Super Bowl versus The Big Game advertising

What's the Deal with Conor Knighton

Everyone keeps talking about the big game. Albertson's wants us to get ready for the “big game.”  The car dealership has got a “big game” sales event.  Best Buy is offering 25 percent off HDTVs for the “big game.” 

Technically, advertisers can’t say their promotions are for the “Super Bowl” unless they become an official sponsor of the “big game.”  The NFL is very protective of their trademark, which is why you see tons of “big game” sales this time of year.

Even companies who advertise during the Super Bowl, like Coke, can't promote their ads as Super Bowl ads. Instead Coke is allowing viewers to choose who wins the race in its big game ads of cowboys, showgirls, or badlanders.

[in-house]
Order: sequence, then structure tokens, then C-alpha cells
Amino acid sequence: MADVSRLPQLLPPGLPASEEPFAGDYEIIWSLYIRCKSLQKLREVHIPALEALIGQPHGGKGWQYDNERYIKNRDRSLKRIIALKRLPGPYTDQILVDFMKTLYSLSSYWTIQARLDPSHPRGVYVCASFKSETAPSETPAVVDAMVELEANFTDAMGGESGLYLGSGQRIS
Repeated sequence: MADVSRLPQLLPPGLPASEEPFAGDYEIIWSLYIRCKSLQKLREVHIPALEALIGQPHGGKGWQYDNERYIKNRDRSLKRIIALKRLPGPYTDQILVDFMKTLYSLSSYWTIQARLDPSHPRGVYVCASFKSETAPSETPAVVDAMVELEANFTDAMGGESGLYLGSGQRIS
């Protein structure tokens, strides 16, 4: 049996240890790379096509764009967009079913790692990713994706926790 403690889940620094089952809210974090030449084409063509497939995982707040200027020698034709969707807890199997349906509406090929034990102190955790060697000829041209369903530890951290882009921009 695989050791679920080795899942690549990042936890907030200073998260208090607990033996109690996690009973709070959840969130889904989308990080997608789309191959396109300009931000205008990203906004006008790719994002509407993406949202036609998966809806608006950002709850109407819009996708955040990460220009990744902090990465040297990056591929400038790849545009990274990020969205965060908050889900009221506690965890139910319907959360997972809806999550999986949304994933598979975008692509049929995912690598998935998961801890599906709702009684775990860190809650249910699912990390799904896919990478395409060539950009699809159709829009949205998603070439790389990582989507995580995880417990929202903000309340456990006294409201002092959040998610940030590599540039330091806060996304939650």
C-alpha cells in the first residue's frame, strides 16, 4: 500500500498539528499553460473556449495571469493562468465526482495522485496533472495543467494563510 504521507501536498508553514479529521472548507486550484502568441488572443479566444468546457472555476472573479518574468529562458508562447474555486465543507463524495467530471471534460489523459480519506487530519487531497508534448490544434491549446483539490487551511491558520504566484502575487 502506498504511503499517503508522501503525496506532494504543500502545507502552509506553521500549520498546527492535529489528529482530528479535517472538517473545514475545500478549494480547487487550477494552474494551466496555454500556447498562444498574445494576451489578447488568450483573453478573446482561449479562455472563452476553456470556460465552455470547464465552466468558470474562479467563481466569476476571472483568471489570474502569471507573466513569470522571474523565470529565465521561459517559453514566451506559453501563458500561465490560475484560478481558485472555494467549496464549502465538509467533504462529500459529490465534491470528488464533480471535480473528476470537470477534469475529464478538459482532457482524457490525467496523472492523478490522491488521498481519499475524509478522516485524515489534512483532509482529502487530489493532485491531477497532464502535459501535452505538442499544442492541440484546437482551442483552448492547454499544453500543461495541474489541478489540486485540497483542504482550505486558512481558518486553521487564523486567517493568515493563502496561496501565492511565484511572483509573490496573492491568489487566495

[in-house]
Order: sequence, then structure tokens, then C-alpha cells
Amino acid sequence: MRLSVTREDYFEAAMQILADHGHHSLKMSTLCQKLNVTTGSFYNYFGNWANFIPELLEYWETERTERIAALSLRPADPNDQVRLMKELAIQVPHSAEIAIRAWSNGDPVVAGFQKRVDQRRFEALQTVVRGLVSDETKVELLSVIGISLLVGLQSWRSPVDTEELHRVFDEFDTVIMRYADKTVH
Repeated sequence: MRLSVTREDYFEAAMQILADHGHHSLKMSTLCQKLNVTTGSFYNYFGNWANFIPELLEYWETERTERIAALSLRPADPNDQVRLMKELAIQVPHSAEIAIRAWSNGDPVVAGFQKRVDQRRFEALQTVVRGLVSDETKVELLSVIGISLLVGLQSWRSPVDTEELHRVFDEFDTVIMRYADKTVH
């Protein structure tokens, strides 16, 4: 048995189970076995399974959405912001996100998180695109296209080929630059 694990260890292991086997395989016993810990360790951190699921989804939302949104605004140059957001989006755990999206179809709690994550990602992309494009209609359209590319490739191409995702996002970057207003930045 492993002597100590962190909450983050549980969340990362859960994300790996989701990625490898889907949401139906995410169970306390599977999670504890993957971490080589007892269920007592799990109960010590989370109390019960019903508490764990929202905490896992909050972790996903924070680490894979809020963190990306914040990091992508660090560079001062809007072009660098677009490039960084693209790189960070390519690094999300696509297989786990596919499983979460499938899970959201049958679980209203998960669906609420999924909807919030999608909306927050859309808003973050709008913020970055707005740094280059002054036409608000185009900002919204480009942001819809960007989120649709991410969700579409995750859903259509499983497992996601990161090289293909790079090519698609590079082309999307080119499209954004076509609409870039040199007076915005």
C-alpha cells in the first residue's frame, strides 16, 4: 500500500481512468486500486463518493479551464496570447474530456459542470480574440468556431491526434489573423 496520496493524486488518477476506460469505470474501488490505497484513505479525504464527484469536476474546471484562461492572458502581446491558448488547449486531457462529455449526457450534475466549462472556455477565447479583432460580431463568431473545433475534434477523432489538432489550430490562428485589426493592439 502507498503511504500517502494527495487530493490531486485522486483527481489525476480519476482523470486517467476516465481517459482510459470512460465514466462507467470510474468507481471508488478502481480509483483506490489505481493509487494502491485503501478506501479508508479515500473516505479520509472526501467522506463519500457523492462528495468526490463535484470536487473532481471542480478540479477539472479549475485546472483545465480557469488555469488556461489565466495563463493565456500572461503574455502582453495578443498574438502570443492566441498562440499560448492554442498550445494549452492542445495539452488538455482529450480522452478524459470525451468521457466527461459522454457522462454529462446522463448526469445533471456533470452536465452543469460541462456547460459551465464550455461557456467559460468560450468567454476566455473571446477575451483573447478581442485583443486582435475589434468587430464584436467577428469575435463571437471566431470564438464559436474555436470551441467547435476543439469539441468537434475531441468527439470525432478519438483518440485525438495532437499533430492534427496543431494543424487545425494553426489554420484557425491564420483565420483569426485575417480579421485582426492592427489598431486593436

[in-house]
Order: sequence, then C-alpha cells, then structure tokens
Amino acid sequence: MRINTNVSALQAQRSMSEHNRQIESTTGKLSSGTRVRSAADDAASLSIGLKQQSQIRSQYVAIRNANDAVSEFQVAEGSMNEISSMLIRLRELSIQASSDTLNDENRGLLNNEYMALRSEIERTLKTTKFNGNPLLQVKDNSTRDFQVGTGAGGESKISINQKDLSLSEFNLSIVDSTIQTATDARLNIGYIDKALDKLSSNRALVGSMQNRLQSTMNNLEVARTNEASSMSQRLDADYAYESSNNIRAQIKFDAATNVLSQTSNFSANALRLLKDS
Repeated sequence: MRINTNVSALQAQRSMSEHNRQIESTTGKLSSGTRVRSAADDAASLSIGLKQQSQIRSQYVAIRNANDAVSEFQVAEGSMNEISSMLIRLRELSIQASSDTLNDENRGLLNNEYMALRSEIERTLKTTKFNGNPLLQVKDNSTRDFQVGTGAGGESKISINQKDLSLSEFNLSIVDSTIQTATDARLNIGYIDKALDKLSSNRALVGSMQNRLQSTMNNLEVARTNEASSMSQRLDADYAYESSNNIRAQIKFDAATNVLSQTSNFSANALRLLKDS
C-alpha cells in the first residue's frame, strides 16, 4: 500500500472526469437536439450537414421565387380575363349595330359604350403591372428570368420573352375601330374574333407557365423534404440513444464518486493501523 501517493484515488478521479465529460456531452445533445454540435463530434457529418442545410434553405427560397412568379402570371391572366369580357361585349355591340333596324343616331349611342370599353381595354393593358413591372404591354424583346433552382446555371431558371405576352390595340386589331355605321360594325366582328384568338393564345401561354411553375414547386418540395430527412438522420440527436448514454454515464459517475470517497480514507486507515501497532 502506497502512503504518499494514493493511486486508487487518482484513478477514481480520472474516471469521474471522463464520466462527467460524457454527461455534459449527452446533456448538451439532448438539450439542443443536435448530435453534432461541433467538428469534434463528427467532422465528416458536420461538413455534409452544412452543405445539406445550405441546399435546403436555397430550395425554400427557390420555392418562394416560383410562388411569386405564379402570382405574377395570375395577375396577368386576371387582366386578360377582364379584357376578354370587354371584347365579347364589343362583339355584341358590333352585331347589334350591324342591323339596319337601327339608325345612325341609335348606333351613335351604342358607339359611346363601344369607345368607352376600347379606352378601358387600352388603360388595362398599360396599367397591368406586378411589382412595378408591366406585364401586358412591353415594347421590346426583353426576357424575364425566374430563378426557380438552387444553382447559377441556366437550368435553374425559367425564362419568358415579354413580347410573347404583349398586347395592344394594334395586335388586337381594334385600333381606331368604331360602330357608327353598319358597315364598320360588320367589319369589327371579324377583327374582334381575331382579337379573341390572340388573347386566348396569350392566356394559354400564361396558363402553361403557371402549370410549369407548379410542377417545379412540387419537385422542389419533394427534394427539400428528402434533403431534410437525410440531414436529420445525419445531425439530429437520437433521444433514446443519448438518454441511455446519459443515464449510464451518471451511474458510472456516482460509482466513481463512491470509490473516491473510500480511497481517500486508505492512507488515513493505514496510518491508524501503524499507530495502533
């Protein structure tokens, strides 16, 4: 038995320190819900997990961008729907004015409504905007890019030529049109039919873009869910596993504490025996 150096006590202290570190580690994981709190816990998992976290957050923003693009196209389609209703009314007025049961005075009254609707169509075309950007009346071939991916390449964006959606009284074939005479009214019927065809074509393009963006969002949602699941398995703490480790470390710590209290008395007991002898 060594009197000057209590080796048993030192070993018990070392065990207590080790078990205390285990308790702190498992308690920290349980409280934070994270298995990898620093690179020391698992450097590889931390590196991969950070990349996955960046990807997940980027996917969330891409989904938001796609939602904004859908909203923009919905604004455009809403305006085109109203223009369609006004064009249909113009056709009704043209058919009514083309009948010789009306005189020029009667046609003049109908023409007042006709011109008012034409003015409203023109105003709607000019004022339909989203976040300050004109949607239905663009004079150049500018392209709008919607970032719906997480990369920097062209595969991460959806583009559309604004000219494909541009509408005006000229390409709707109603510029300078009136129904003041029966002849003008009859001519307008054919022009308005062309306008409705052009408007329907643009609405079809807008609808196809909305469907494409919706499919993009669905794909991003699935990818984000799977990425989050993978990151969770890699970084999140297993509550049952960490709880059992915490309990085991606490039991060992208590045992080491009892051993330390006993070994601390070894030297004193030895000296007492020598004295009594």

The few companies who do say Super Bowl in their ads pay a pretty penny to do so.  Papa John's is offering a Super Bowl deal where you predict the coin toss.  Guess it right and get a free large 1 topping pizza.

Pepsi is pushing their Super Bowl Half Time Show

Doritos is encouraging people to vote on their favorite ad in their “Crash the Super Bowl” campaign.

The NFL actually tried to trademark “big game” back in 2006. It was a move that didn't work mostly because of the college football rivalry between UC Berkley and Stanford, known as the big game.

But Cal and Stanford aren't playing this weekend. The 49ers and the Ravens are. Everyone knows it...even if they can't say it.

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